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Educating the Other

Foreign Governesses in Wallachia in the First Half of the Nineteenth Century

Nicoleta Roman

province (Wallachia) of a multiethnic empire (the Ottoman Empire), providing an example that might have similar counterparts in other Southeastern European territories. For Wallachia, it highlights the formative role that foreign governesses played, both at

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Andrey Vozyanov

Crises in urban electric transport infrastructure of Eastern and Southeastern Europe present not only a fruitful subject for historical, ethnographic, and sociological inquiry, but also contribute to two intersecting knowledge fields. First, to the multidisciplinary constellation of studies dedicated to failures of sociotechnical systems that I will refer to as disaster and crisis studies. And second, to social studies of urban transit in the former Socialist Bloc, a subfield within broader mobility and transport studies. In this text I will review the state of both these fields and then proceed to conceptualize the intersections between them, proposing historical anthropology as an integration tool. In the process I will occasionally refer to my fieldwork in Donbas, Ukraine, from 2011 to 2013, and eastern Romania since 2015.

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Introduction

Whither race? Physical anthropology in post-1945 Central and Southeastern Europe

Marius Turda

Although research on the history of physical anthropology in Central and Southeastern Europe has increased significantly since the 1990s the impact race had on the discipline's conceptual maturity has yet to be fully addressed. Once physical anthropology is recognized as having preserved inter-war racial tropes within scientific discourses about national communities, new insights on how nationalism developed during the 1970s and 1980s will emerge, both in countries belonging to the communist East—Hungary, Bulgaria, and Romania, and in those belonging to the West—Austria and Greece. By looking at the relationship between race and physical anthropology in these countries after 1945 it becomes clear what enabled the recurrent themes of ethnic primordiality, racial continuity, and de-nationalizing of ethnic minorities not only to flourish during the 1980s but also to re-emerge overtly during political changes characterizing the last two decades.

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Clio on the Margins

Women's and Gender History in Central, Eastern and Southeastern Europe (Part One)

Krassimira Daskalova, Maria Bucur, Ivana Pantelić, Biljana Dojčinović, Gabriela Dudeková, Sabina Žnidaršič Žagar, Nina Vodopivec, Şirin Tekeli, and Oksana Kis

After publishing a two-part Forum about women’s and gender studies in Central, Eastern and Southeastern Europe (CESEE) in Aspasia (vols. 4 and 5), this and the next issue of Aspasia will host a Forum about the “state of the art” of women’s and gender history in the same region. Women’s history as we know it as an academic discipline appeared in Western countries in the late 1960s, 1970s, and 1980s. Many practitioners in this period came from social history and/or were influenced by the overall progressive political climate of the 1960s and 1970s. Another important characteristic of the earlier period is that women’s history was one of the forerunners in women’s studies. But as important as this period was for the formation of our field, in many countries around the world women’s history is much older and was practiced by women and men in many different contexts and different ways, as the work of both Western—Gerda Lerner, Bonnie Smith, Natalie Zemon Davis, to name but a few, and East European historians has shown. Although we do not exclude the earlier developments in the field, the major aim of this Forum is to bring together contributions about the situation of women’s and gender history in CESEE during the past few decades.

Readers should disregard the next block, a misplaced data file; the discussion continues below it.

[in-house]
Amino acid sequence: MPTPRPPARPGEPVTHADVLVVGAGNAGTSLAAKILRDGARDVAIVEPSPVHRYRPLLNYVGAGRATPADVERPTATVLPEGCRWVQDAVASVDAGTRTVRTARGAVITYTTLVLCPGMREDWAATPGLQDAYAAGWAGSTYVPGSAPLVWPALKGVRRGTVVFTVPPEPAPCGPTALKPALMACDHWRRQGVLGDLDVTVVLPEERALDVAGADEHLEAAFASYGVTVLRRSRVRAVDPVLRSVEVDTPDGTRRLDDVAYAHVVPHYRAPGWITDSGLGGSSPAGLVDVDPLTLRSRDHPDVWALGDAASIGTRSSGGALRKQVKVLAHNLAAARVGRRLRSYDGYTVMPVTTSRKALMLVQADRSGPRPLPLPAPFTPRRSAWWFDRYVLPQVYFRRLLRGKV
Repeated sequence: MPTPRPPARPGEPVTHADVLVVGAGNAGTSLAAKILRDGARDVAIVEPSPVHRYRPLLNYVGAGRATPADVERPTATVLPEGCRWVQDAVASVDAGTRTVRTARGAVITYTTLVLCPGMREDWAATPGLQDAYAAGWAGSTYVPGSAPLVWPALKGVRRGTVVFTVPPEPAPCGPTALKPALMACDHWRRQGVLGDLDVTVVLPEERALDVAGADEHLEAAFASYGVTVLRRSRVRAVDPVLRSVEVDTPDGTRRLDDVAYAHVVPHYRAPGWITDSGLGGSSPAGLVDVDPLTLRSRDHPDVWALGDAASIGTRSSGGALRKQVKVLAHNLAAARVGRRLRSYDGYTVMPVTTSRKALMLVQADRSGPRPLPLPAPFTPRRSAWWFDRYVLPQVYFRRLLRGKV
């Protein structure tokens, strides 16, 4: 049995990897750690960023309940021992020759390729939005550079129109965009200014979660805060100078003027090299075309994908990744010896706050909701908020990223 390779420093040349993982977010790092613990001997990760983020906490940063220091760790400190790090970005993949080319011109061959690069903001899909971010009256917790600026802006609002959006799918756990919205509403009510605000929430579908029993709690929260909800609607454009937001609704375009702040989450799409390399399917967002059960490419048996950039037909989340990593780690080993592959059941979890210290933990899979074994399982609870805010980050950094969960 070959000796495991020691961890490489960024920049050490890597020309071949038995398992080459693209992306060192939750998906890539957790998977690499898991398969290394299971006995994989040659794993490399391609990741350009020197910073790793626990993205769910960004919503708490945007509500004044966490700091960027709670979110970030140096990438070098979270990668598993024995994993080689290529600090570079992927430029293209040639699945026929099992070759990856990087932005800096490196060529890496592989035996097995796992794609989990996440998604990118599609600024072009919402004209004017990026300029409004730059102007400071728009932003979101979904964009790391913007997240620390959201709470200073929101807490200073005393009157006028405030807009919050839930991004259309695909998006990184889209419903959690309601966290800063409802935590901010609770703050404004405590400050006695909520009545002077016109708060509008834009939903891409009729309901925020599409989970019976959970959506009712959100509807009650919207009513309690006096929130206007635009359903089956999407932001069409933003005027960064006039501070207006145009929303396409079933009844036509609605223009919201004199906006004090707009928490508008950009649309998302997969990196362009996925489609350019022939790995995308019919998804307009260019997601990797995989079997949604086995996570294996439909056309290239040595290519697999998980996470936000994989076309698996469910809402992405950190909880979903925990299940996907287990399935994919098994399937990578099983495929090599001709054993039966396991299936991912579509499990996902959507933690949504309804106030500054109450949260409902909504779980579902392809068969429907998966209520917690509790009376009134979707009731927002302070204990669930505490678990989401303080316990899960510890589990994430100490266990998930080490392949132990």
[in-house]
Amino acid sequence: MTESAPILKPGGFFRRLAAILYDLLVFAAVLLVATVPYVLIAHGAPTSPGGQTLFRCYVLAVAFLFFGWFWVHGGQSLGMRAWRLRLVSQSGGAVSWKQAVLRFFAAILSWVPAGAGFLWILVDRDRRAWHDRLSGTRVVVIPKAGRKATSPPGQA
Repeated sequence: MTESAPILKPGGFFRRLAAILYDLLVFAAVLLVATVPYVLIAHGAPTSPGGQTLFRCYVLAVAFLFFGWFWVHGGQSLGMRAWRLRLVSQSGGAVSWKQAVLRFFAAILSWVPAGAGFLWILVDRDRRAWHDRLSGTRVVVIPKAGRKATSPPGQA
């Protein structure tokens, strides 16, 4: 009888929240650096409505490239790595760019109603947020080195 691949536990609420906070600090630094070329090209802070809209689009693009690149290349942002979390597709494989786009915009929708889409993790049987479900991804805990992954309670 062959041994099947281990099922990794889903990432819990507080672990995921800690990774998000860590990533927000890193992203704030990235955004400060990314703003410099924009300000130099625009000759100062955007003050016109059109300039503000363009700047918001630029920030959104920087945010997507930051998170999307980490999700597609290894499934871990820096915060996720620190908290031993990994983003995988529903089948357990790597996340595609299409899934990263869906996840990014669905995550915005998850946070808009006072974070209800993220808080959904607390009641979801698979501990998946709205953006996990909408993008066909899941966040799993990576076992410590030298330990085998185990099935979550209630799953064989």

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The Birth of a Field

Women's and Gender Studies in Central, Eastern and Southeastern Europe

Krassimira Daskalova, Mihaela Miroiu, Agnieszka Graff, Tatiana Zhurzhenko, Marina Blagojevic, and Judit Acsády

Every volume of Aspasia includes an ‘Aspasia Discussion Forum’ in which a particular topic is highlighted or debated. Aspasia dedicates this year’s (2010) and next year’s (2011) Forums to the field of women’s and gender studies in Central, Eastern and Southeastern Europe (CESEE). The idea came from a round-table on Gender Studies in CESEE organised by Aspasia editor Maria Bucur for the annual conference of the American Association for the Advancement of Slavic Studies (AAASS) in Philadelphia in November 2008. The pieces included here by Agnieszka Graff and Mihaela Miroiu were first presented at that round-table. The other participants wrote their contributions especially for Aspasia. The five texts in this Forum are a wonderful be- ginning of our discussions about the establishment and development of women’s and gender studies in CESEE in the last two decades. Next year we will continue with the presentation of the state of the art in this field in other important East European contexts. During the period under consideration, the category of ‘gender’ appeared as an analytical tool in the realm of historical research in CESEE as well. To follow these developments, the 2012 issue of Aspasia will host a Forum dedicated specifically to the appearance and progress of women’s and gender history as a field of study and an academic discipline in the region.